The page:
BAYTOWN — (October 12, 2016) — You already know lack of sleep can make you a morning grump, but did you know it could seriously harm your health? Not getting enough sleep can wreak havoc on your body, so catching some ZZZs should be a priority. 
Complicating matters for many is the fact that as the days grow shorter with the approach of winter, sleeping patterns can be thrown into disarray. Here are some of the ways that skimping on sleep can affect your overall health.

Your Heart
If you’re skimping on sleep, you could be raising your risk for heart disease. “People who don’t sleep enough are at higher risk for cardiovascular disease, regardless of age, weight, whether they smoke or their exercise habits,” said Dr. Ruby Parveen, a sleep medicine specialist at Houston Methodist San Jacinto Hospital.
One study found that people who slept less than six hours per night were twice as likely to have a stroke or heart attack than their better rested counterparts.

Your Brain

Trying to keep your memory sharp for years to come? Try getting plenty of sleep. Researchers found that brain events called sharp wave ripples, which happen mostly during our deepest sleep, are responsible for consolidating memory. In addition to forgetfulness, lack of sleep can also contribute to depression.
“Insomnia and depression feed on each other: sleep loss can worsen symptoms of depression and depression can make it tougher to fall asleep,” said Parveen.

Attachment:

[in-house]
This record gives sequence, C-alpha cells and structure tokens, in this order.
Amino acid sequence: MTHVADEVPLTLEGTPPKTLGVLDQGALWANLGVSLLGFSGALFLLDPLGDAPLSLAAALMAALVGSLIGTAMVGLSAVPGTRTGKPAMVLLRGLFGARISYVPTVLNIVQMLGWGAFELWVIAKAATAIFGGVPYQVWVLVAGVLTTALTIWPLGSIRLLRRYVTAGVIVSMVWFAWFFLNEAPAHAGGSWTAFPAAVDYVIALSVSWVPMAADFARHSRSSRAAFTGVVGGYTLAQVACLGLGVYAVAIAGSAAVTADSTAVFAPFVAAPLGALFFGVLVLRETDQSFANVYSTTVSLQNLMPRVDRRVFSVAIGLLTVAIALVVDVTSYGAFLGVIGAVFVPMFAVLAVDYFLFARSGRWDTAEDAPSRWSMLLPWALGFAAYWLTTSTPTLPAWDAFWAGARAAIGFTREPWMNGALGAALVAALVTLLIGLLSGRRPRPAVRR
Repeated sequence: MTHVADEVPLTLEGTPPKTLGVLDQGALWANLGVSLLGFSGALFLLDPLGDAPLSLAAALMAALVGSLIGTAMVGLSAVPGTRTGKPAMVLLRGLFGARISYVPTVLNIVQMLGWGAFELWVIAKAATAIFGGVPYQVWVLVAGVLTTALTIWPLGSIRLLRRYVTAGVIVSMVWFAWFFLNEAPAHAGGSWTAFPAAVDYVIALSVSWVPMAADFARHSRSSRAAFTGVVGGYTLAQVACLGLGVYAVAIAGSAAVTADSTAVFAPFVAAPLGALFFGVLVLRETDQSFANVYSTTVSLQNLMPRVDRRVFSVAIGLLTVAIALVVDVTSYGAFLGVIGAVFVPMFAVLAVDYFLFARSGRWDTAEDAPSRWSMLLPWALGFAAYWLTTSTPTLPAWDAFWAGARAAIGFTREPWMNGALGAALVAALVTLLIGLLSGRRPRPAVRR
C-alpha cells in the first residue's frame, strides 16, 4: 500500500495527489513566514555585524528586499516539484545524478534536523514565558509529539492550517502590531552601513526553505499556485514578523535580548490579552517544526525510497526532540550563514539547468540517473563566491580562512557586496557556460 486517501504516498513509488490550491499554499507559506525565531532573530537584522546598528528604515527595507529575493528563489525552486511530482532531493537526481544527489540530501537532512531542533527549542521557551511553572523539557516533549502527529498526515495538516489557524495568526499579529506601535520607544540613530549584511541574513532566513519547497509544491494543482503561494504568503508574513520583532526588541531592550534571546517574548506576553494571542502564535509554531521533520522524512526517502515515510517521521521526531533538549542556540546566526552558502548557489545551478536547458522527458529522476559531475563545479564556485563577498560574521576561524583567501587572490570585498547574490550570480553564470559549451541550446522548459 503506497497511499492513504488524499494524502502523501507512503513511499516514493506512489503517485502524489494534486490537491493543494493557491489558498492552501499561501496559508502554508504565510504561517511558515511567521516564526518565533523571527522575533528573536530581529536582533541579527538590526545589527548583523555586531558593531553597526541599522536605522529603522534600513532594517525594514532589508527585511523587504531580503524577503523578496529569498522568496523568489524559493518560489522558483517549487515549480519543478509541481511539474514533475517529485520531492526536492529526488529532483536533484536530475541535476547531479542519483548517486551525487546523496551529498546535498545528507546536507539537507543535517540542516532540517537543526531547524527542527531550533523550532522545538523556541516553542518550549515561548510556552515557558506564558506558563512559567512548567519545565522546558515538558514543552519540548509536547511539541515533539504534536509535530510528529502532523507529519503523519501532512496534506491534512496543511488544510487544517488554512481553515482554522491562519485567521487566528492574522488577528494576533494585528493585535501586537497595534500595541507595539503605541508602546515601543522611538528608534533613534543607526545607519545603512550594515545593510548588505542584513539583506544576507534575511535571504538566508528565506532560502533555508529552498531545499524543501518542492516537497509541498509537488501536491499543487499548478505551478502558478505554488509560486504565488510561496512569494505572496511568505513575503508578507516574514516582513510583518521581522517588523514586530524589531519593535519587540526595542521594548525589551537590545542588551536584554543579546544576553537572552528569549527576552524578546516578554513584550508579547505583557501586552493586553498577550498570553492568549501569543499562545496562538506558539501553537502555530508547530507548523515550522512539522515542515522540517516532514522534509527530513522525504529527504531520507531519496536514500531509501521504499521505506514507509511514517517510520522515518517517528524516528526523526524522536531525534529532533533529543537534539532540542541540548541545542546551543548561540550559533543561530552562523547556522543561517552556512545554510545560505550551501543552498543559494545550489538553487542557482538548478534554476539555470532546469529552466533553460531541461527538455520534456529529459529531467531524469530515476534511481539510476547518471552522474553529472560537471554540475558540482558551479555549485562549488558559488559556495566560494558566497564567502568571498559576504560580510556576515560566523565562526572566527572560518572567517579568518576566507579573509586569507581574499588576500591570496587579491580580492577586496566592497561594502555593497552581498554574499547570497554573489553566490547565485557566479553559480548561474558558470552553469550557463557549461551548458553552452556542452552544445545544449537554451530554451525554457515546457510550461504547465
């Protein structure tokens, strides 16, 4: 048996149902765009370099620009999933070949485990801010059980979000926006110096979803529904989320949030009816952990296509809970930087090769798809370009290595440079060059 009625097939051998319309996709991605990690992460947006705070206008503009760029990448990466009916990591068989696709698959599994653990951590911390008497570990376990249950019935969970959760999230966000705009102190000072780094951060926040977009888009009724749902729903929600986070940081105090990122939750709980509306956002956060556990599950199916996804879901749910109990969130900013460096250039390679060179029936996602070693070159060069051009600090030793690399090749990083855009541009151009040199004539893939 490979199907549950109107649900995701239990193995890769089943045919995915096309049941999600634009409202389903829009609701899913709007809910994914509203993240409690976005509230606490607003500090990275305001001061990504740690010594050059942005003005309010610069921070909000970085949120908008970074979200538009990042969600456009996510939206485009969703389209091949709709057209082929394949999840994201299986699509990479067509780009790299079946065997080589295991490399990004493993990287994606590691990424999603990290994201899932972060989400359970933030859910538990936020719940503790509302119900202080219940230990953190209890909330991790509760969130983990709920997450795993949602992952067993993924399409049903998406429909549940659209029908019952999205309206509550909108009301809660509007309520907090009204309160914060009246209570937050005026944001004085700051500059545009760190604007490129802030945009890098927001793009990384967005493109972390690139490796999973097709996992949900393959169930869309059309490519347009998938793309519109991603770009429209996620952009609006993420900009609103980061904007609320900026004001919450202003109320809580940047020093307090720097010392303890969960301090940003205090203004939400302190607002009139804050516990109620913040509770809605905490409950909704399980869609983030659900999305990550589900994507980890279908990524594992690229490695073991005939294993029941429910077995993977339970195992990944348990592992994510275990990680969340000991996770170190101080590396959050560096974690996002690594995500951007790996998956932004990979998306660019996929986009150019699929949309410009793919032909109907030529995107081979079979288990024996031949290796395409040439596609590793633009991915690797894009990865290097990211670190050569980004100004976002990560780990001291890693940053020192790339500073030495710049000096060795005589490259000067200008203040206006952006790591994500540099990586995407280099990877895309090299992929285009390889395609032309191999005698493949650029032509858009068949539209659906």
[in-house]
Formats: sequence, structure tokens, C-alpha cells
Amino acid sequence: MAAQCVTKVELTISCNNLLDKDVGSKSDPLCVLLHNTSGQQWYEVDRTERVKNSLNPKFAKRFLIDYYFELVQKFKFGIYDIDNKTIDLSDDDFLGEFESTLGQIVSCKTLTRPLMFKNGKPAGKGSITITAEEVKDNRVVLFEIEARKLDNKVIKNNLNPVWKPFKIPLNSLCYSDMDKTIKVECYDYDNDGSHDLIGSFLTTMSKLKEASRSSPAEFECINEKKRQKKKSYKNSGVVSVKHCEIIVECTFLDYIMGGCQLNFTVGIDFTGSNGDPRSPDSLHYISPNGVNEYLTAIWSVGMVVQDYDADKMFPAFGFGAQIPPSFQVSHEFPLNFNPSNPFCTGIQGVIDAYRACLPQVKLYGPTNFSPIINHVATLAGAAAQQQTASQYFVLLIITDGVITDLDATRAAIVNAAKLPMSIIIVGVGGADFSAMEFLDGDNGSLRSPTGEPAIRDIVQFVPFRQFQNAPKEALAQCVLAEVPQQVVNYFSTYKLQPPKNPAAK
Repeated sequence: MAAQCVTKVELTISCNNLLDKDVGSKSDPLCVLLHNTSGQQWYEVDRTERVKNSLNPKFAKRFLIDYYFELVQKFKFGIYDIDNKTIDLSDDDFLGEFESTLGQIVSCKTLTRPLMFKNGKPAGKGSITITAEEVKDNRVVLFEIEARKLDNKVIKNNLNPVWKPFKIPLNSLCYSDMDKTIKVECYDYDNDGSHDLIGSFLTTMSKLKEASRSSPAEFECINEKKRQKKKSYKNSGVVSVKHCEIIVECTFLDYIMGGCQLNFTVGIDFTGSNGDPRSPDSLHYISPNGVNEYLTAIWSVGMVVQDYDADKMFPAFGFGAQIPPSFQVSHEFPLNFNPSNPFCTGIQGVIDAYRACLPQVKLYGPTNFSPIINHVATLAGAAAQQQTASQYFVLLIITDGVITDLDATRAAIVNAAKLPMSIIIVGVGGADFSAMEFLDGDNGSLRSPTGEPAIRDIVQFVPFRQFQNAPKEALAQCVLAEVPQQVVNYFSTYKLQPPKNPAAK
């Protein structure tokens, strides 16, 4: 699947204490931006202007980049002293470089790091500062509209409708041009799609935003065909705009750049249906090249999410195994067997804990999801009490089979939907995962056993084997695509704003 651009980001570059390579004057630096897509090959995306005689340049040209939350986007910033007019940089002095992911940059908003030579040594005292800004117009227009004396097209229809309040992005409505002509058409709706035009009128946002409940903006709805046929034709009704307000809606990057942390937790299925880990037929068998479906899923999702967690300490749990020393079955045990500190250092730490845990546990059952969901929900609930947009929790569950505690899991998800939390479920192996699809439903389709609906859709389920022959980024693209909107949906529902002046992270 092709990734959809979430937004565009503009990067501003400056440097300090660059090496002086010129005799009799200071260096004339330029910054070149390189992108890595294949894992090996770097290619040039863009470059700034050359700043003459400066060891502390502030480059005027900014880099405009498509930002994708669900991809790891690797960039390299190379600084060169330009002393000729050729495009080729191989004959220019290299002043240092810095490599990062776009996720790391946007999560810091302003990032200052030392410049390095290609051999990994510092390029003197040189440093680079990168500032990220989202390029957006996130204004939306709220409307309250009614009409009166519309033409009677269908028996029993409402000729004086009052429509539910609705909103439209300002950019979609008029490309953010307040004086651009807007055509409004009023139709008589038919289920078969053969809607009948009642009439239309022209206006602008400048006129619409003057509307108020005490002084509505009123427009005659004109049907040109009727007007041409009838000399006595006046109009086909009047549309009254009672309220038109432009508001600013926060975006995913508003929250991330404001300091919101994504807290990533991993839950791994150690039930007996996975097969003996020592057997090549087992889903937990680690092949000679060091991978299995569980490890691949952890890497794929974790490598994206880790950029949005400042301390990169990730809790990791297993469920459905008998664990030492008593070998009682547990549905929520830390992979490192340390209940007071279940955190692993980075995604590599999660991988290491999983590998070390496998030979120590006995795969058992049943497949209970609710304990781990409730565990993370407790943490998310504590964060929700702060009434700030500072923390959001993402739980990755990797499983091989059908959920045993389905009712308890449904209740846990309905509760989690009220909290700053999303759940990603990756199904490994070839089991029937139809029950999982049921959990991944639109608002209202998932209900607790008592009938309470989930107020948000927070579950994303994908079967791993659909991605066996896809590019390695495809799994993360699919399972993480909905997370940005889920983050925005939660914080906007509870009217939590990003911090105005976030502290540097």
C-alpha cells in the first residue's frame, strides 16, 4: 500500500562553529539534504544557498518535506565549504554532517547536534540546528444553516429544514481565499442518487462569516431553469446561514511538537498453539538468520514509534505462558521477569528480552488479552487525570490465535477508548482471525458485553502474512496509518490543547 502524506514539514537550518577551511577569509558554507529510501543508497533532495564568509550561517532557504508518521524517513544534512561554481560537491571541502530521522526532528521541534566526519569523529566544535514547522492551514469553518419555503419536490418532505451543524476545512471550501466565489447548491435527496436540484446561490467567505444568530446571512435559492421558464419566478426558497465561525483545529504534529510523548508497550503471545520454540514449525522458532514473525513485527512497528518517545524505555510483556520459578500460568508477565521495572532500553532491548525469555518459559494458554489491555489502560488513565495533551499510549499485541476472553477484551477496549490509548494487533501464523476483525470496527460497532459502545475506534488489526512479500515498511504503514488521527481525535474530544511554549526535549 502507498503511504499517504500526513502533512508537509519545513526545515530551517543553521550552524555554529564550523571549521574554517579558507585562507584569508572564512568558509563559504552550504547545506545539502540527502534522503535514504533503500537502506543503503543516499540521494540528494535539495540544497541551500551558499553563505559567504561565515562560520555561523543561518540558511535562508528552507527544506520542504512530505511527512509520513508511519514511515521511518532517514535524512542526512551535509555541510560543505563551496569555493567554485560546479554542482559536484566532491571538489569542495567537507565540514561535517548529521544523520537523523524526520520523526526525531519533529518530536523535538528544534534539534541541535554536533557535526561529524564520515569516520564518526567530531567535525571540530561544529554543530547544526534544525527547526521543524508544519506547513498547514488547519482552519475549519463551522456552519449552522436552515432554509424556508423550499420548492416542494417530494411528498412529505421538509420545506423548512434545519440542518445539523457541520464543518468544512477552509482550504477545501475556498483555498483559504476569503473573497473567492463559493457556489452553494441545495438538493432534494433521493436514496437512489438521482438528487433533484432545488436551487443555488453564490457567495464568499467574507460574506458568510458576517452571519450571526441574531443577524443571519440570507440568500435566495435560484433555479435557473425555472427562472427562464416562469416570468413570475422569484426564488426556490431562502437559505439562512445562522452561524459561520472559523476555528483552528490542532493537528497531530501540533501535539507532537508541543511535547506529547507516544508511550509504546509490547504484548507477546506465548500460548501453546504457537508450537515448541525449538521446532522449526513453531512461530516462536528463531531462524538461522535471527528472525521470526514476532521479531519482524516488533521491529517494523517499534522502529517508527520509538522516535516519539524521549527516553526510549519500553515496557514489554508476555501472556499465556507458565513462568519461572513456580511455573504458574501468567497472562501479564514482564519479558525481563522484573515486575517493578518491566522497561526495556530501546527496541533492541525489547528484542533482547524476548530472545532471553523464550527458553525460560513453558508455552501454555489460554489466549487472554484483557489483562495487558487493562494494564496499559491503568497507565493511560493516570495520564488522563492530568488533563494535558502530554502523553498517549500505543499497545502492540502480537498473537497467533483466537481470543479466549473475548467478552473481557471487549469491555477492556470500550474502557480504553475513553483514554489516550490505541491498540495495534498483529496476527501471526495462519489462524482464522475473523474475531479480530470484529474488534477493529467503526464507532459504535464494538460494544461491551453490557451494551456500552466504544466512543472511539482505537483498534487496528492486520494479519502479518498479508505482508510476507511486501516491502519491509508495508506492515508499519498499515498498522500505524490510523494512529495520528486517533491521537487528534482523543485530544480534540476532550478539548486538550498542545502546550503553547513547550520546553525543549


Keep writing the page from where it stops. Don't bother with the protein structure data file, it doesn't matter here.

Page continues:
Your Skin

We’re all familiar with the puffy eyes and sallow skin that come after pulling an all-nighter. While these symptoms dissipate after a good night’s rest, chronic sleep loss can actually lead to lackluster skin and fine lines, giving new meaning to the term “beauty sleep.”
“When you don’t get enough sleep, your body releases cortisol, also known as the stress hormone,” said Parveen. “In excess, cortisol can cause the elasticity in your skin to break down.”

Your Waistline

If you’re waking up in the wee hours just to get in an extra hour of exercise, you may be fighting an uphill battle. Lack of sleep appears to be related to an increase in hunger and appetite, and possibly to obesity. Studies have shown that people who sleep less than six hours a day were almost 30 percent more likely to become obese than those who slept seven to nine hours.
And being exhausted all day doesn’t just make you hungry; it makes you crave high-fat, high-carbohydrate foods—the ones that make it even easier to pack on the pounds.
The Sleep Center at Houston Methodist San Jacinto Hospital is accredited by the American Academy of Sleep Medicine and conducts thorough sleep studies, including home sleep studies, to diagnose conditions that may be preventing you from getting a good night’s rest. To schedule an evaluation, call 281.428.2273.

About Houston Methodist San Jacinto Hospital

Houston Methodist San Jacinto Hospital has provided Baytown and East Houston with quality medical care since opening its doors in 1948. The hospital has grown throughout the years with the community, providing comprehensive care at all stages of life. As a health care leader, the hospital is proud to have a fully integrated residency program focused on educating and inspiring future practitioners. Today, Houston Methodist San Jacinto provides some of the most advanced and innovative procedures while never losing focus on compassionate and patient-centered care.